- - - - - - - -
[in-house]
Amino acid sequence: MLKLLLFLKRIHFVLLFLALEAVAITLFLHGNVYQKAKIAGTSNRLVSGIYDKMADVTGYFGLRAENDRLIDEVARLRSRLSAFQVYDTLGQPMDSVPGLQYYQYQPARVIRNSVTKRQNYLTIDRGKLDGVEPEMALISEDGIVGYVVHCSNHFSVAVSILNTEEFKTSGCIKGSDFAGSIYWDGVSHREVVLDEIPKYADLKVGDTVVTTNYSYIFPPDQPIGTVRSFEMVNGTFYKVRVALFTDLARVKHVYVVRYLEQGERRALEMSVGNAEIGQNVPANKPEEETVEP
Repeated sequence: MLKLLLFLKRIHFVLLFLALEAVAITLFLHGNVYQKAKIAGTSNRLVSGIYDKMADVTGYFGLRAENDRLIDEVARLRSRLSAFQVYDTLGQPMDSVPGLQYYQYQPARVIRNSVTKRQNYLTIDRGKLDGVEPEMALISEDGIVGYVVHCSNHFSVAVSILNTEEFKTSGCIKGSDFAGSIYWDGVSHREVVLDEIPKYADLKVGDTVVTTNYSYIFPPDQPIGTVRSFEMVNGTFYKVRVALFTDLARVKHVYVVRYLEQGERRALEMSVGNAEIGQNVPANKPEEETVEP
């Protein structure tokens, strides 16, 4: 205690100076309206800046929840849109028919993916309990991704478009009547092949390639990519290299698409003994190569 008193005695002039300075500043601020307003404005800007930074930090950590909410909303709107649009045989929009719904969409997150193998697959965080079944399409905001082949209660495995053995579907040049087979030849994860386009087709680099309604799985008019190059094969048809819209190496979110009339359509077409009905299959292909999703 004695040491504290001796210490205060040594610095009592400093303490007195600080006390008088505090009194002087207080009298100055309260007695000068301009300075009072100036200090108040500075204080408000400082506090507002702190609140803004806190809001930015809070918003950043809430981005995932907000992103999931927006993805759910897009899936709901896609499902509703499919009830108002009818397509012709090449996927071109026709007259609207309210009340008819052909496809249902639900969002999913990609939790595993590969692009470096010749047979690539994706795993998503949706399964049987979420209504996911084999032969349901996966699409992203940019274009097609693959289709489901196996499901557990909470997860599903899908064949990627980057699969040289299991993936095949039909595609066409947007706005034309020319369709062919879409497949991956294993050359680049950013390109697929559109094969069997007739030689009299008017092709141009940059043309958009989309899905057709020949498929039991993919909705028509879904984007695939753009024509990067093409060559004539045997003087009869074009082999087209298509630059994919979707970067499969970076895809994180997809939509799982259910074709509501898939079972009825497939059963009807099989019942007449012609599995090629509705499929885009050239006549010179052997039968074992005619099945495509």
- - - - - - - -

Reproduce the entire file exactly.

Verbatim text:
[in-house]
Amino acid sequence: MLKLLLFLKRIHFVLLFLALEAVAITLFLHGNVYQKAKIAGTSNRLVSGIYDKMADVTGYFGLRAENDRLIDEVARLRSRLSAFQVYDTLGQPMDSVPGLQYYQYQPARVIRNSVTKRQNYLTIDRGKLDGVEPEMALISEDGIVGYVVHCSNHFSVAVSILNTEEFKTSGCIKGSDFAGSIYWDGVSHREVVLDEIPKYADLKVGDTVVTTNYSYIFPPDQPIGTVRSFEMVNGTFYKVRVALFTDLARVKHVYVVRYLEQGERRALEMSVGNAEIGQNVPANKPEEETVEP
Repeated sequence: MLKLLLFLKRIHFVLLFLALEAVAITLFLHGNVYQKAKIAGTSNRLVSGIYDKMADVTGYFGLRAENDRLIDEVARLRSRLSAFQVYDTLGQPMDSVPGLQYYQYQPARVIRNSVTKRQNYLTIDRGKLDGVEPEMALISEDGIVGYVVHCSNHFSVAVSILNTEEFKTSGCIKGSDFAGSIYWDGVSHREVVLDEIPKYADLKVGDTVVTTNYSYIFPPDQPIGTVRSFEMVNGTFYKVRVALFTDLARVKHVYVVRYLEQGERRALEMSVGNAEIGQNVPANKPEEETVEP
């Protein structure tokens, strides 16, 4: 205690100076309206800046929840849109028919993916309990991704478009009547092949390639990519290299698409003994190569 008193005695002039300075500043601020307003404005800007930074930090950590909410909303709107649009045989929009719904969409997150193998697959965080079944399409905001082949209660495995053995579907040049087979030849994860386009087709680099309604799985008019190059094969048809819209190496979110009339359509077409009905299959292909999703 004695040491504290001796210490205060040594610095009592400093303490007195600080006390008088505090009194002087207080009298100055309260007695000068301009300075009072100036200090108040500075204080408000400082506090507002702190609140803004806190809001930015809070918003950043809430981005995932907000992103999931927006993805759910897009899936709901896609499902509703499919009830108002009818397509012709090449996927071109026709007259609207309210009340008819052909496809249902639900969002999913990609939790595993590969692009470096010749047979690539994706795993998503949706399964049987979420209504996911084999032969349901996966699409992203940019274009097609693959289709489901196996499901557990909470997860599903899908064949990627980057699969040289299991993936095949039909595609066409947007706005034309020319369709062919879409497949991956294993050359680049950013390109697929559109094969069997007739030689009299008017092709141009940059043309958009989309899905057709020949498929039991993919909705028509879904984007695939753009024509990067093409060559004539045997003087009869074009082999087209298509630059994919979707970067499969970076895809994180997809939509799982259910074709509501898939079972009825497939059963009807099989019942007449012609599995090629509705499929885009050239006549010179052997039968074992005619099945495509």